Will a foreign divorce be recognized in the state of New York? The first question that must be answered is what is a foreign divorce?
A foreign divorce is one granted from another state in the union or another country. With respect to divorces from a sister state, under full faith and credit clause of the U.S. Constitution, New York will give grant full faith and credit to judgments from sister states. What if the judgment came from another country? That was the issue presented to the Court in Ahmad v Khalil.
In this case, the parties were married in Jordan. After two years, they moved to New York. After approximately eight years, the mother moved back to Jordan with the children. Father continued to provide financial support to his family. A court in Jordan granted the Wife’s petition for divorce. That divorce action dissolved the marriage but did not address issues relating to child support and distribution of assets. The Husband commenced an action in Jordan relating to the custody of the children. The Wife then starts an action in New York, seeking maintenance and child support.
Courts will generally accord recognition to the judgments rendered in a foreign country under the doctrine of comity which is the equivalent of full faith and credit given by the Courts to judgments of sister states. Absent a showing of fraud or some showing that recognizing a divorce from a foreign state would be against some strong public policy. With respect to public policy, this exception is rarely used and only considered when the divorce in the foreign country is counter to fundamental notions of what is decent and just. Therefore, for a court to refuse full recognition to a lawful foreign judgment, it must be demonstrated that he decree violates some fundamental principle of justice, some prevalent conception of good morals or some deep-rooted tradition of the common good. Essentially, Courts will generally look to validate and enforce foreign judgments.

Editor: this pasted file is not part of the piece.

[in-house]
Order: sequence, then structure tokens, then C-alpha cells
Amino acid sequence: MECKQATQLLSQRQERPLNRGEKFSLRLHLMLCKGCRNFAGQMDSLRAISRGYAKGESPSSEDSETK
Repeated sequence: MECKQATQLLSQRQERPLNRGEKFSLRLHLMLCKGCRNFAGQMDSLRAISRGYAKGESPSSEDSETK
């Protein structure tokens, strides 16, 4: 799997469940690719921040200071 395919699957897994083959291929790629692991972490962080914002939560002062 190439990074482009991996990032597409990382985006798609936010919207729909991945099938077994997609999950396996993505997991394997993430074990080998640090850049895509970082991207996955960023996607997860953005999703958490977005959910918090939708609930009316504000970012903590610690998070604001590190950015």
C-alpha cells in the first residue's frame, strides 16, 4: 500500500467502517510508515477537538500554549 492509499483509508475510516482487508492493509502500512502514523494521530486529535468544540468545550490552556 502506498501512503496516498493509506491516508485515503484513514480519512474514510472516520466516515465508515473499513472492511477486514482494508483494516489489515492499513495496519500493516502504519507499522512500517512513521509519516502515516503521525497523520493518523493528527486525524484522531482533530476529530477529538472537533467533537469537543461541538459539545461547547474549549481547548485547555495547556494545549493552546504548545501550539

In this case, the Wife attempted to set aside the Jordanian divorce decree by arguing a lack of due process. She argued that in Jordan, a husband is allowed to obtain a divorce unilaterally without notice or consent of the wife. The Court did not give much credit to this argument. It appears that the wife actually started the divorce in Jordan and then withdrew her action there when she discovered that it was to her financial best interests to obtain a divorce decree in the State of New York. Thus, the Court recognized the Jordanian divorce.
Though the divorce decree was recognized by the Court, there was martial property that was located in New York. The Court allowed the wife to litigated the issue regarding the equitable distribution of the New York property as this court would be the most convenient court to hear this matter. The Court declined to hear issues related to child support, maintenance and distribution of property in Jordan. The Court reasoned that the children had lived and current live in Jordan. There is Jordanian property to be disposed of and there are procedures in Jordan which the wife can avail herself to address these issues.
When faced with a foreign divorce, the going in position of the Courts will be that the divorce will be enforced absent a showing of fraud in the procurement of said divorce. If your spouse comes home one day and announces that you have been divorced through a judgment from another country, see us immediately. Typically we see this issue arise from divorce decrees granted in the Dominican Republic. Swift motion practice will be needed to protect your rights.